The indigestible and the opaque

Since our discussion on Tuesday, I have returned again and again to the following quote from “Interview with an Empire” by M. NourbeSe Philip:

“And if the reader stumbled, stopped and started again. If s/he choked, and gagged on the words, then it was successful.”

As we talked about in class, “inconsumability” is central to Philip’s poetic project. By choosing not to adopt the lyric voice (and all its smoothness), she rejects and resists the colonial project of “consuming,” “digesting,” and “transforming” the developing world. In other words, she writes a poetry that is “indigestible,” because, as she states, “in such a world to be indigestible—to have the ability to make consumption difficult—is a quality to be valued.”

This notion of “indigestibility” reminds me of the concept of “opacity” laid out by Édouard Glissant, the Martinican poet, author, critic, philosopher and theorist. I only recently encountered Glissant, and I am still trying to wrap my head around his “poetics of relation.” But from my current understanding, he sets up a dichotomy between opacity and transparency. In his book “Poetics of Relation” (trans. Betsy Wing), he has a chapter called “For Opacity”, where he talks about opacity as a right that allows for a freedom from reduction. In other words, he says that people have the right to be opaque. To not be “understood.” To not be “reduced.”

This, I think, becomes less vague if we look at the way he discusses transparency in the context of western colonialism. As he states in “For Opacity”:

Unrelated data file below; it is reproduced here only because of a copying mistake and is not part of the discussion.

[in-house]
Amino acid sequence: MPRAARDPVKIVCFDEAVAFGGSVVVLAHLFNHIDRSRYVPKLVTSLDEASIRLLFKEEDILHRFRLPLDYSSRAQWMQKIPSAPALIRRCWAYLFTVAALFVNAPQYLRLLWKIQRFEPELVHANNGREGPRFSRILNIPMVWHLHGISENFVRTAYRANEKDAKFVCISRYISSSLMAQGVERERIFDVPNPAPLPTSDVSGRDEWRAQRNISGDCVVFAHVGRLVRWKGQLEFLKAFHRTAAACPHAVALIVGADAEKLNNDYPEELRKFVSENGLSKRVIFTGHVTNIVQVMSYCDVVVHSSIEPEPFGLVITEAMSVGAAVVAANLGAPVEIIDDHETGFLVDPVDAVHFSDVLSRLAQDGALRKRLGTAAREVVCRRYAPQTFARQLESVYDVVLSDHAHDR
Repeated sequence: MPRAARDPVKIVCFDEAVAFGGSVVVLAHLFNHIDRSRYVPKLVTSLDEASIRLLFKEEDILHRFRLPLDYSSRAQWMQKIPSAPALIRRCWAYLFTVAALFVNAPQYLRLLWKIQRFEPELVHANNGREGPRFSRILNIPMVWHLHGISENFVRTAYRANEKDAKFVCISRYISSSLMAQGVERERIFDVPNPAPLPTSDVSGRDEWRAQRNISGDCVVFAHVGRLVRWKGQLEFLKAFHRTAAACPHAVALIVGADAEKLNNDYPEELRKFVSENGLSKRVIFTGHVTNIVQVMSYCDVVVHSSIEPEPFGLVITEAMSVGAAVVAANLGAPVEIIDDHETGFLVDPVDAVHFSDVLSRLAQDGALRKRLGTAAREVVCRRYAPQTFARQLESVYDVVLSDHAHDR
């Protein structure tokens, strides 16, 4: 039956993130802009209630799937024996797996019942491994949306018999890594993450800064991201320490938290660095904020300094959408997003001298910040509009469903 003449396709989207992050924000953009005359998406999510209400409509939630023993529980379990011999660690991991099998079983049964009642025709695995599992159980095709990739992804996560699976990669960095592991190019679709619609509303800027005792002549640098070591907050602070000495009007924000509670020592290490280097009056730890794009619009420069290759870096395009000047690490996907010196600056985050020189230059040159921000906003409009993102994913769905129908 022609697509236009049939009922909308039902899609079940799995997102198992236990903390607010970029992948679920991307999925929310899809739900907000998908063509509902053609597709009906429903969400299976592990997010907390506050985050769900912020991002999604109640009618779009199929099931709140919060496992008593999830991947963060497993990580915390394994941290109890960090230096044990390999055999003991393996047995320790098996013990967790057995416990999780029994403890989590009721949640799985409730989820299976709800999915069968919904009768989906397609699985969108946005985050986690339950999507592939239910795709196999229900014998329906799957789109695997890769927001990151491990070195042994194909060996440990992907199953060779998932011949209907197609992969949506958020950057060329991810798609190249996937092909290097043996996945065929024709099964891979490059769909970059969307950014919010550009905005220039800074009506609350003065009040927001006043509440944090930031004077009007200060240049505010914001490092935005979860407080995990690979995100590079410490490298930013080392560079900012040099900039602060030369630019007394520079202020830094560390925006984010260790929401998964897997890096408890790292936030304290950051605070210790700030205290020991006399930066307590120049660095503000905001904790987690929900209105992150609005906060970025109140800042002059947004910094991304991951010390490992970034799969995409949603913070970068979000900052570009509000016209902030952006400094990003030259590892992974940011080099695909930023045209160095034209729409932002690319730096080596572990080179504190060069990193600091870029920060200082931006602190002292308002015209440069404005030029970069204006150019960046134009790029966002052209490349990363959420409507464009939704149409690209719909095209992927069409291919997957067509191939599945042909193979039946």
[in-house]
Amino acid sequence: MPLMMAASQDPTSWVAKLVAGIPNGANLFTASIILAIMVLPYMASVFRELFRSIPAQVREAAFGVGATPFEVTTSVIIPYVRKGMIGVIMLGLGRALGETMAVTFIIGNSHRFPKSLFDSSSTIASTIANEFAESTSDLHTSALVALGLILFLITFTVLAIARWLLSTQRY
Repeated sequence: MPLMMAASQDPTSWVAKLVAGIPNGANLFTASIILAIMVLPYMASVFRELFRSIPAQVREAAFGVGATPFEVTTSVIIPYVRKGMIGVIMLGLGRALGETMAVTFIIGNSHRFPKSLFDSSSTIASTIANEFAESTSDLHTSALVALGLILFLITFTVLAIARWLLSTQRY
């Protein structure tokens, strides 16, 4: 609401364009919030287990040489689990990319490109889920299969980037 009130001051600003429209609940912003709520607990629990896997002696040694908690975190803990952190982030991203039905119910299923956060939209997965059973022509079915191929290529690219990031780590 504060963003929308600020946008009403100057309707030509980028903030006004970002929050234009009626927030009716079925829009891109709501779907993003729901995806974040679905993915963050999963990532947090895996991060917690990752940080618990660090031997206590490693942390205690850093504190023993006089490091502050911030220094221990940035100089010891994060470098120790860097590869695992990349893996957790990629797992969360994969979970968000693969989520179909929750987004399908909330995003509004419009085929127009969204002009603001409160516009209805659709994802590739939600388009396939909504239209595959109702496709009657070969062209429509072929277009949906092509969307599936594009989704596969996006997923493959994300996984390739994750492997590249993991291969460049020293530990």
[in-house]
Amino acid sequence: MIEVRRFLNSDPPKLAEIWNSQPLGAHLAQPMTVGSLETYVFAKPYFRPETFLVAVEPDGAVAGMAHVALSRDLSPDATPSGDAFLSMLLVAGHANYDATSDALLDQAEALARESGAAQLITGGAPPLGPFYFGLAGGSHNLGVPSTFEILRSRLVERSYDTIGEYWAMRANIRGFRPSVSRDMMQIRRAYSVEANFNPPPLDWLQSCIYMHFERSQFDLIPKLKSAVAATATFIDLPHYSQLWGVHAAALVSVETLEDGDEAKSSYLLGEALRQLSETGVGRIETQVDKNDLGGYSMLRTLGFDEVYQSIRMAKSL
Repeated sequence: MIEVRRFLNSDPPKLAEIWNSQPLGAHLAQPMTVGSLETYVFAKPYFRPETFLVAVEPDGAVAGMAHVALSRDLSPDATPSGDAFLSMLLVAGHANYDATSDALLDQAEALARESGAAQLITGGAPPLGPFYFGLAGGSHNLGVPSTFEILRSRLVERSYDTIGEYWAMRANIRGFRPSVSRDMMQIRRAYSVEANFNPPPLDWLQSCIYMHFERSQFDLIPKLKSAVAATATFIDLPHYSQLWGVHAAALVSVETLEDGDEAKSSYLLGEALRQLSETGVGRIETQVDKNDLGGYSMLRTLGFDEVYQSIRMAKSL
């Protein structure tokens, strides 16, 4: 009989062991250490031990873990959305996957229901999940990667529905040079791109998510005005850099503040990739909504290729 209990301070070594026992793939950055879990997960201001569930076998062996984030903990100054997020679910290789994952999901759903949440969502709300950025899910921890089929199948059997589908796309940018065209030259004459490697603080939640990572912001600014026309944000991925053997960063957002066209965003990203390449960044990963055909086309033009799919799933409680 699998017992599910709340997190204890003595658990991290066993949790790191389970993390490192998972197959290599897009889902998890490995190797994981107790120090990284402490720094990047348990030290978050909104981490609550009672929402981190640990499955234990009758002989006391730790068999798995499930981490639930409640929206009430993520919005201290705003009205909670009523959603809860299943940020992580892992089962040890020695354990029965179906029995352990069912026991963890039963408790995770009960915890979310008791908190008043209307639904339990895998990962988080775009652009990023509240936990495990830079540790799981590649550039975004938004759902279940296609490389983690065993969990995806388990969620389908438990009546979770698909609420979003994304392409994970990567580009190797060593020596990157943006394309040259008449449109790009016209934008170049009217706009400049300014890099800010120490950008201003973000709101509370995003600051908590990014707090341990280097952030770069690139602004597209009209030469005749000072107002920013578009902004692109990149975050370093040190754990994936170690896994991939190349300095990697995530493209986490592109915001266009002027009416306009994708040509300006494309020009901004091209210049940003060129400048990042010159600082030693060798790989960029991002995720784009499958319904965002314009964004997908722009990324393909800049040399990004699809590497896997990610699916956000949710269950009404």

“If we examine the process of ‘understanding’ people and ideas from the perspective of Western thought, we discover that its basis is this requirement for transparency. In order to understand and thus accept you, I have to measure your solidity with the ideal scale providing me with grounds to make comparisons and, perhaps, judgements. I have to reduce.”

 
In other words, within Western thought, the attempt to understand the “Other” requires a reduction. In this way, there is a certain violence associated with the act of “looking through” someone in order to “understand” them. Is the “reduction” associated with understanding analogous to the process of colonial “digestion” discussed by Philip? Can we read Philip’s “indigestibility” as a form self-asserted opacity? If I am understanding (uh-oh!) Glissant’s terms, then I think the answer is yes.

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One Response to The indigestible and the opaque

  1. Erica Mena says:

    Yes, yes yes! Opacity as a refusal too of relatability – demanding that one be accepted on one’s own terms. Not reduced, and not consumable. The Africans in Zong! are not available for continuous re-consumption, their pain, suffering, tragedy, etc. reduced to image or metaphor. NourbeSe rejects the fetishization of African and black suffering, as a way to engage with and “understand” (reduce/consume) history.

    Like

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